Tech first startups raise their first rounds to pay AWS bills. By the way, there's free credits, in case you didn't know. Up to $100k. And you'll still need funding.

Some use the surprise bill as motivation to get paying customers.

Lastly, there’s the comic relief:

A tweet from user Mrinal Wahal @MrinalWahal that reads 

Yeah high credit card bills are scary but have you forgotten turning off your AWS instances?

Strategies for Balancing Growth and Cloud Costs

Where does that leave you today? Here are some best practices startups and early founders can implement to balance growth and cloud costs:

  1. Establishing a cloud cost management plan early on.
  2. Monitoring and optimizing cloud usage to avoid wasted resources.
  3. Leveraging multiple cloud providers.
  4. Moving to a new cloud provider altogether.
  5. Setting aside some of your credits for the migration.

1. Establishing a Cloud Cost Management Plan

Put some time into creating a well-thought-out cloud cost management strategy from the beginning. This includes closely monitoring your usage, optimizing resource allocation, and planning for the expiration of credits to ensure a smooth transition. By understanding the risks involved and proactively managing your cloud usage, you can maximize the benefits of the credits while minimizing potential financial setbacks and vendor lock-in concerns.

2. Monitoring and Optimizing Cloud Usage

Monitoring and optimizing cloud usage plays a vital role in avoiding wasted resources and controlling costs. By regularly analyzing usage patterns, organizations can identify opportunities to right-size resources, adopt automation to reduce idle time, and leverage cost-effective pricing options. Effective monitoring and optimization ensure that businesses are only paying for the resources they truly need, maximizing cost efficiency while maintaining the necessary levels of performance and scalability.

3. Leveraging Multiple Cloud Providers

By adopting a multi-cloud strategy, businesses can diversify their cloud infrastructure and services across different providers. This allows them to benefit from each provider’s unique offerings, such as specialized services, geographical coverage, or pricing models. Additionally, it provides a layer of protection against potential service disruptions or price increases from a single provider. Adopting a multi-cloud approach requires careful planning and management to ensure compatibility, data integration, and consistent security measures across multiple platforms. However, it offers the flexibility to choose the best-fit cloud services from different providers, reducing dependency on a single vendor and enabling businesses to optimize costs while harnessing the capabilities of various cloud platforms.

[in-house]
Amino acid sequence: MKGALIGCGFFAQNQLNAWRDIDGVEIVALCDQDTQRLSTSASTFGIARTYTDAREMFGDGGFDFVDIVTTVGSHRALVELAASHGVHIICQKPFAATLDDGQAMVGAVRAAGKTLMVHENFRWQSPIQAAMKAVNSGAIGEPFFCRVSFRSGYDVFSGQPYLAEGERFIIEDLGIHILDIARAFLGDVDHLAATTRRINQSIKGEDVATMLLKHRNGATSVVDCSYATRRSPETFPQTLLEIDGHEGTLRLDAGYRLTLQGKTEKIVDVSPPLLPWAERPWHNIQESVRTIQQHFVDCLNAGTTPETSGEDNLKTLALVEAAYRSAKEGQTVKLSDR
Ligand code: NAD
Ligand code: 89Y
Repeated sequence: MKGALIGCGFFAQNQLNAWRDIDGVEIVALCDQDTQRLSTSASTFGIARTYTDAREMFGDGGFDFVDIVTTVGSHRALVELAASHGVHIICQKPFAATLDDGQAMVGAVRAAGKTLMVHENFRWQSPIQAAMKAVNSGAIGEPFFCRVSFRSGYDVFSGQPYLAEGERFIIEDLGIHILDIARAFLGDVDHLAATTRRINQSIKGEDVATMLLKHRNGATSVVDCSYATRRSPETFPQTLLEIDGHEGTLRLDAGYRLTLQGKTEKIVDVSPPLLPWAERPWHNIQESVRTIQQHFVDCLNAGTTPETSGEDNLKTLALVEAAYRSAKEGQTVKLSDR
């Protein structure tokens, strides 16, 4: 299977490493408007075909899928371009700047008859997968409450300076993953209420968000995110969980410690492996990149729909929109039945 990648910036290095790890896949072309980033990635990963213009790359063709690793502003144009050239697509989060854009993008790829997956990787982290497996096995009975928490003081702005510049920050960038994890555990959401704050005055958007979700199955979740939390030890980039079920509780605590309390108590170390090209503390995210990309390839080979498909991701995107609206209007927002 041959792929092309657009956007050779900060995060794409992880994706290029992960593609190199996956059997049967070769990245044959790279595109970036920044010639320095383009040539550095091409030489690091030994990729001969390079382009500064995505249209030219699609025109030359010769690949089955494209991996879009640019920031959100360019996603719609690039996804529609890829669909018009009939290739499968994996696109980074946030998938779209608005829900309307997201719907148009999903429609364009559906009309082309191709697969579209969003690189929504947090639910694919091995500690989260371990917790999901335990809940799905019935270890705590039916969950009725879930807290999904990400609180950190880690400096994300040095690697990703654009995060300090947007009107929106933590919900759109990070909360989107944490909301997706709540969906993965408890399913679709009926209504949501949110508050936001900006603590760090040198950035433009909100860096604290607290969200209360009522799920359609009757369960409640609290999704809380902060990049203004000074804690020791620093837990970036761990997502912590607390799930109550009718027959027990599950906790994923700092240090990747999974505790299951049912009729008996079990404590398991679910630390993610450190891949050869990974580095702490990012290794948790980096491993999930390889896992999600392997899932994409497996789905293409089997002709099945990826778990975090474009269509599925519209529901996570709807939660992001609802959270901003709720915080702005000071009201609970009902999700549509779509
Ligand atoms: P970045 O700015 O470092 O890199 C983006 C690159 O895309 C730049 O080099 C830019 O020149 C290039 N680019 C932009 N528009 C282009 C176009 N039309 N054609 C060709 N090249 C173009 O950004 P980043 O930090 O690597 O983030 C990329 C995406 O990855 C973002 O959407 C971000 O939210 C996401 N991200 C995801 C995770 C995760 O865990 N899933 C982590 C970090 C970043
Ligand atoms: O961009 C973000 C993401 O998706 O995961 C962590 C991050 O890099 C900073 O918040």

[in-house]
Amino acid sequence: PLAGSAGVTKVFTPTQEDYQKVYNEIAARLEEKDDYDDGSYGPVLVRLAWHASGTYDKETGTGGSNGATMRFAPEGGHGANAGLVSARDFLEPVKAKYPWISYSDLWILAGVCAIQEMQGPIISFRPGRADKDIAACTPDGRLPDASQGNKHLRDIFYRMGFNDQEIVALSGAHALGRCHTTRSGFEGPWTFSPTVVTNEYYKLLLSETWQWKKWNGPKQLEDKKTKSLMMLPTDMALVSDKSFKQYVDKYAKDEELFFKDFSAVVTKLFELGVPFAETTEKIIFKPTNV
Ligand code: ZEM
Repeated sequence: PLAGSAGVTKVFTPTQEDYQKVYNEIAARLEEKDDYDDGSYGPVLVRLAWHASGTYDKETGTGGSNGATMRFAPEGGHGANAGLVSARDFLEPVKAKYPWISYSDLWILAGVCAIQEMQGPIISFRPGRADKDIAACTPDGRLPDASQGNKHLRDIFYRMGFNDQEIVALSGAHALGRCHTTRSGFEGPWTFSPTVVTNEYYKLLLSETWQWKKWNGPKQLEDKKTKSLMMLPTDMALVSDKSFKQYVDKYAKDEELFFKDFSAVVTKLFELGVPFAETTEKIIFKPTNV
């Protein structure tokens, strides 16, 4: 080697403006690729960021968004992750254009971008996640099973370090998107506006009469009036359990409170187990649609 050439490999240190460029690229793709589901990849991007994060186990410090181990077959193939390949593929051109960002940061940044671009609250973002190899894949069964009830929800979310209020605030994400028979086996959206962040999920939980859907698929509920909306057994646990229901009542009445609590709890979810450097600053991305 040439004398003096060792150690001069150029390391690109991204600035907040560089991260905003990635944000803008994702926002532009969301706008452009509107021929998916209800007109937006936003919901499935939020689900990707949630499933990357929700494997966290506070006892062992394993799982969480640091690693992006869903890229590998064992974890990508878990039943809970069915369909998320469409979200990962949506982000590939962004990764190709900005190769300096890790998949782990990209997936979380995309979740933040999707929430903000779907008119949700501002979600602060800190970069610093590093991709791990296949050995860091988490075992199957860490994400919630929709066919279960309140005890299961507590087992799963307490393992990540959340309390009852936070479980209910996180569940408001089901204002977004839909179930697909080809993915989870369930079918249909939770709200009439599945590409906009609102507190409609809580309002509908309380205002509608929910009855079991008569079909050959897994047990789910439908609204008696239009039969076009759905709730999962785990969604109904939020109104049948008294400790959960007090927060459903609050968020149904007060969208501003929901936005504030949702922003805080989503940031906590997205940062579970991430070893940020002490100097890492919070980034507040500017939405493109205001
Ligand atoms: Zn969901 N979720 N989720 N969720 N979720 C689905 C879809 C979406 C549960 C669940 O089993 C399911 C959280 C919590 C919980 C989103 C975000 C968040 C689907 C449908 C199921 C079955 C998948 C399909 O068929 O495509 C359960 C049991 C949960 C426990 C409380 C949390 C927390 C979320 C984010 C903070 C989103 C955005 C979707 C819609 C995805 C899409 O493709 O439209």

4. Moving to a New Cloud Provider Altogether

If you’re already deeply invested in a major cloud platform, shifting away can seem cumbersome, but there may be long-term benefits that outweigh the short term “pains” (this leads into the shift to Cloud 3.0). The process could involve re-architecting applications, migrating data, and retraining personnel on the new platform. However, factors such as pricing models, performance, scalability, or access to specialized services may win out in the end. It’s worth noting that many specialized providers have taken measures to “ease the pain” and make the transition away from AWS more seamless without overhauling code. For example, at Backblaze, we developed an S3 compatible API so switching providers is as simple as dropping in a new storage target.

5. Setting Aside Credits for the Migration

By setting aside credits for future migration, businesses can ensure they have the necessary resources to transition to a different provider without incurring significant up front expenses like egress fees to transfer large data sets. This strategic allocation of credits allows organizations to explore alternative cloud platforms, evaluate their pricing models, and assess the cost-effectiveness of migrating their infrastructure and services without worrying about being able to afford the migration.

Welcome to Cloud 3.0: Alternatives to AWS